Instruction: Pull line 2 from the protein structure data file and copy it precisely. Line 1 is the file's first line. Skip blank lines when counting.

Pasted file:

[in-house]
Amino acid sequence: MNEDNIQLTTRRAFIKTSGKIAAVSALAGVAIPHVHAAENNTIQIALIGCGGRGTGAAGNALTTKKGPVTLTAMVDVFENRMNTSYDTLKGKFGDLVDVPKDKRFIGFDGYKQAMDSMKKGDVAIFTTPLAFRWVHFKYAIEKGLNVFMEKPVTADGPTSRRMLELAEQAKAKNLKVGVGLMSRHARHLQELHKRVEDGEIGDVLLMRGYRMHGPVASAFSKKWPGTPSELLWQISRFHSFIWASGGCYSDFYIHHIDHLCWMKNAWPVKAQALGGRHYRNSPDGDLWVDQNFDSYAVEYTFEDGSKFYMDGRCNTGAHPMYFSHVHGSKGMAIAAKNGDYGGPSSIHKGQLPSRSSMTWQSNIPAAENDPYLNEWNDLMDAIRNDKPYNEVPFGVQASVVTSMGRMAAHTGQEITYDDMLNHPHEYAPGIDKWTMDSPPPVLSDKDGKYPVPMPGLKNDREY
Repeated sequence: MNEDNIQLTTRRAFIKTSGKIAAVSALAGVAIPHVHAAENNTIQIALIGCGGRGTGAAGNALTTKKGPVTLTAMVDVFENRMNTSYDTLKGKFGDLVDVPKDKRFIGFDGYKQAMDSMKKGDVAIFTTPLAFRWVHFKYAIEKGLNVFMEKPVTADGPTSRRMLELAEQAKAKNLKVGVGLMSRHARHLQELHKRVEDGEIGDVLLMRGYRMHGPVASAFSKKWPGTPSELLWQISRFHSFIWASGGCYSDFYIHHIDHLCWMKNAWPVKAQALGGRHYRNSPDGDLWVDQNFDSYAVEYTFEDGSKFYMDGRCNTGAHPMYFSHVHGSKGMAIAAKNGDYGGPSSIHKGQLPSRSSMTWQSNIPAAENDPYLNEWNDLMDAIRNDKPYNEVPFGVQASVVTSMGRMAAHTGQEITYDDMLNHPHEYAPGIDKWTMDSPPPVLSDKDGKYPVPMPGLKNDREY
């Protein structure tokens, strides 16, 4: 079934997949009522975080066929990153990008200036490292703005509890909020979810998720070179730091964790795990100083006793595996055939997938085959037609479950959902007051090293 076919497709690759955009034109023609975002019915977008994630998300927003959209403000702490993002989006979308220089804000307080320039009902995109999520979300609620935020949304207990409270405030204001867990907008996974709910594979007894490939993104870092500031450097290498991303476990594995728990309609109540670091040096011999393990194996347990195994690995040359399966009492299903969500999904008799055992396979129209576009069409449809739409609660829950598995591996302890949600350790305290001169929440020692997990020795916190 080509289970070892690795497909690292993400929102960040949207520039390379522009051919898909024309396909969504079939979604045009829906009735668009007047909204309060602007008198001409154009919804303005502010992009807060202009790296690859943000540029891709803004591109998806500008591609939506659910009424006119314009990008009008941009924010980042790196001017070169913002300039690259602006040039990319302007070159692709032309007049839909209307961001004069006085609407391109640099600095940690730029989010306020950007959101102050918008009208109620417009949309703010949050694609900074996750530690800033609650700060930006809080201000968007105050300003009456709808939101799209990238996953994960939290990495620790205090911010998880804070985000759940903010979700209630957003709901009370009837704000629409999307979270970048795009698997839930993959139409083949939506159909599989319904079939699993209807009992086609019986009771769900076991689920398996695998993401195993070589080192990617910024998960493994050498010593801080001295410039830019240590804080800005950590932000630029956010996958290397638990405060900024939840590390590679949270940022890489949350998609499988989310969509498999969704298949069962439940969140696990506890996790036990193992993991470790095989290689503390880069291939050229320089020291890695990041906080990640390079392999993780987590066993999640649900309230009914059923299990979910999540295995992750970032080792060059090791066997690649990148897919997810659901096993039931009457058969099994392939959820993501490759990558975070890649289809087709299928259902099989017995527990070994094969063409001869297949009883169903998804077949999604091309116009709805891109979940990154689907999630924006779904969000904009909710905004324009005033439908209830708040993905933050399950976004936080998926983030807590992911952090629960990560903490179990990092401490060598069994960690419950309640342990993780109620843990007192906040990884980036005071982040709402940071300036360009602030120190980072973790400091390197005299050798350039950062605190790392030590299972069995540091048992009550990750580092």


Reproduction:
Amino acid sequence: MNEDNIQLTTRRAFIKTSGKIAAVSALAGVAIPHVHAAENNTIQIALIGCGGRGTGAAGNALTTKKGPVTLTAMVDVFENRMNTSYDTLKGKFGDLVDVPKDKRFIGFDGYKQAMDSMKKGDVAIFTTPLAFRWVHFKYAIEKGLNVFMEKPVTADGPTSRRMLELAEQAKAKNLKVGVGLMSRHARHLQELHKRVEDGEIGDVLLMRGYRMHGPVASAFSKKWPGTPSELLWQISRFHSFIWASGGCYSDFYIHHIDHLCWMKNAWPVKAQALGGRHYRNSPDGDLWVDQNFDSYAVEYTFEDGSKFYMDGRCNTGAHPMYFSHVHGSKGMAIAAKNGDYGGPSSIHKGQLPSRSSMTWQSNIPAAENDPYLNEWNDLMDAIRNDKPYNEVPFGVQASVVTSMGRMAAHTGQEITYDDMLNHPHEYAPGIDKWTMDSPPPVLSDKDGKYPVPMPGLKNDREY